Unlocking the Chinese Puzzle: Insider Espionage and Four Ways to Protect Your Organization

By Greg Cullison

insider espionageThe recent indictment of six Chinese nationals over alleged theft of cellphone-related technology is yet another chapter in the saga of purloined technology.  Many more undiscovered insider espionage cases are certainly still operating now.

As-yet untold intellectual property losses and stymied future innovation are two unfortunate outcomes for the commercial sector, the public sector risks the theft of national security information and personnel data.

Based on a 32-page indictment from the U.S. Justice Department, the accused in this case worked at two U.S. companies on sophisticated frequency-blocking technology useful in cellphone applications.  They allegedly set up a dummy corporation and were in league with a foreign university to exploit the technology.

The indictment further notes that the two victim companies did in fact use “reasonable measures” like passwords and segmented networks to shelter their intellectual property.  Only by chance was the fraud discovered when one of the original developers visited China, according to the document.

While this case involves theft of technology from protected networks this is not at root a technology problem. It is a human problem.

Capitalism efficiently allocates capital to its most productive uses.  But humans are not economic units.  They are creative beings.  You should treat them as such if you want your organization to be around for awhile.

‘But,’ you may say, ‘We already mollycoddle our employees with foosball tables and spa coupons.  What more is there?’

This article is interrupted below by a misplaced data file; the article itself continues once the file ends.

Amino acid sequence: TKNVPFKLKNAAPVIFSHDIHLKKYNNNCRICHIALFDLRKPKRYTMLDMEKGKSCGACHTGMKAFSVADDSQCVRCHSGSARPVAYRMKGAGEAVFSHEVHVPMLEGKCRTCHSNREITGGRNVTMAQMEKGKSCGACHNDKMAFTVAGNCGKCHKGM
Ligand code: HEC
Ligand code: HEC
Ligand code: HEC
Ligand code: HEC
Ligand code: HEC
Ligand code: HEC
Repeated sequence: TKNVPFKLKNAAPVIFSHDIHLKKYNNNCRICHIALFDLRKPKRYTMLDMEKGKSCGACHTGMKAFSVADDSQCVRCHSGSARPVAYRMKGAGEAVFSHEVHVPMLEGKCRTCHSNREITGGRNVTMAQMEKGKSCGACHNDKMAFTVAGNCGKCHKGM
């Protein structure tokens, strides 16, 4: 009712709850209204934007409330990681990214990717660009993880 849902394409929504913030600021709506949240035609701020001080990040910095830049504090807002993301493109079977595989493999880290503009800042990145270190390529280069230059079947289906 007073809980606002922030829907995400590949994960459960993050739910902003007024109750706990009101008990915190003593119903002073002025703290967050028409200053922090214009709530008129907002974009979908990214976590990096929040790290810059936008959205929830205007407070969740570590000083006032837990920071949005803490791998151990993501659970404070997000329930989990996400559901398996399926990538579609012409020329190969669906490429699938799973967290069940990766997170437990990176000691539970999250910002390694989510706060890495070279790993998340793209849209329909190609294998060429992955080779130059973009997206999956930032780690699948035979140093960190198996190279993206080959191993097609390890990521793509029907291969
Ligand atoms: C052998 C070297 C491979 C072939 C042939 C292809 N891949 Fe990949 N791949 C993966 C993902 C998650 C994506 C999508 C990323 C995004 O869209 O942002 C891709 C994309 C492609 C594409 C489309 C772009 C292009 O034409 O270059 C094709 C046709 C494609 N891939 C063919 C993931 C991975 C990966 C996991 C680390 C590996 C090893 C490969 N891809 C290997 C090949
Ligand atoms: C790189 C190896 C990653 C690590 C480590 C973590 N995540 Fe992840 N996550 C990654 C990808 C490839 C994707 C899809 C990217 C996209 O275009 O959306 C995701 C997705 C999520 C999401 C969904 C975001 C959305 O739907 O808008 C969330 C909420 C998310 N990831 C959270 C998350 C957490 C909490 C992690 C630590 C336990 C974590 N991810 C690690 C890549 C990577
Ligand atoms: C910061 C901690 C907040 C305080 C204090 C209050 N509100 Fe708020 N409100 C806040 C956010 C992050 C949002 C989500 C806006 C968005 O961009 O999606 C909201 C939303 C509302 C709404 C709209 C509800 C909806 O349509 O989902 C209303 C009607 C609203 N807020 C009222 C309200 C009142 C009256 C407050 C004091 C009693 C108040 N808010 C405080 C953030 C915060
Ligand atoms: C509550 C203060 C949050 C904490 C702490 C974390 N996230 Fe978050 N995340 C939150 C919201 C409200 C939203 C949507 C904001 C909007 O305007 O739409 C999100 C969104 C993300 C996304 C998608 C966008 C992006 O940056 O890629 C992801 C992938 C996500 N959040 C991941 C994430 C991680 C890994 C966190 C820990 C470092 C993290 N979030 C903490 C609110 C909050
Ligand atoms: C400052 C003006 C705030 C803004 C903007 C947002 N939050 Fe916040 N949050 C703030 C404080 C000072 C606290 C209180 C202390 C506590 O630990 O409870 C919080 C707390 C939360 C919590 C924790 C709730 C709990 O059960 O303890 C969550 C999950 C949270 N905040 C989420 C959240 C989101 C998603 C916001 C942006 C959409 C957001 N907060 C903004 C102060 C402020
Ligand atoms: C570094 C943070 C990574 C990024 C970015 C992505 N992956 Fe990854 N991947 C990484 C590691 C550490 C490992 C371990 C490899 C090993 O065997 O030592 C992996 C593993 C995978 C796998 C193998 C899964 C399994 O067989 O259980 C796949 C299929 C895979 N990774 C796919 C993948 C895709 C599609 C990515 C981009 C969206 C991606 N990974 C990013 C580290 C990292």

The U.S. military also provides generous benefits, like free weapons, healthcare and uniforms, and generous educational subsidies. Yet, as an organization, it has produced a striking array of employee loyalty, from General Eisenhower to PFC Chelsea (nee Bradley) Manning of WikiLeaks fame.   

Take an honest look at your organization and determine whether you have truly integrated Human Resources into your security program.

In the above economic insider espionage case, clearly these were highly skilled engineers but their personal interests ultimately did not align with those of their employer.

The solution, then, lies in several concrete actions that need to become part of the daily fiber of your organization. Convinced that you have the right mix of skills for a successful organization, have you instituted a program to monitor for signs of disaffection, competing loyalties, or distress? 

  1. Continually pulse employee attitudes.  In this way you will be alerted to signs of disgruntlement, which could be isolated to particular individuals but could also come from underlying organizational problems that might cause widespread Unhappy Camper syndrome.
  1. Conduct continuous evaluation of employees.  An annual review is most probably too infrequent to meaningfully measure significant changes in employee performance. 
  1. Create a work environment where all employee input is valued and acted upon as appropriate.
  1. Have an employee support program for those employees who experience personal or professional difficulties.  Remember that many insider threat cases resulted from several external triggers, such as financial distress.

Above all, if you find employees who do not embody your organization’s core values, kindly show them the exit door (and shut off their account accesses).

Organizations like yours must take internal action to protect yourself and your employees.  As a stark reminder, in the U.S. eleven cases have been brought under the Economic Espionage Law since 1996.

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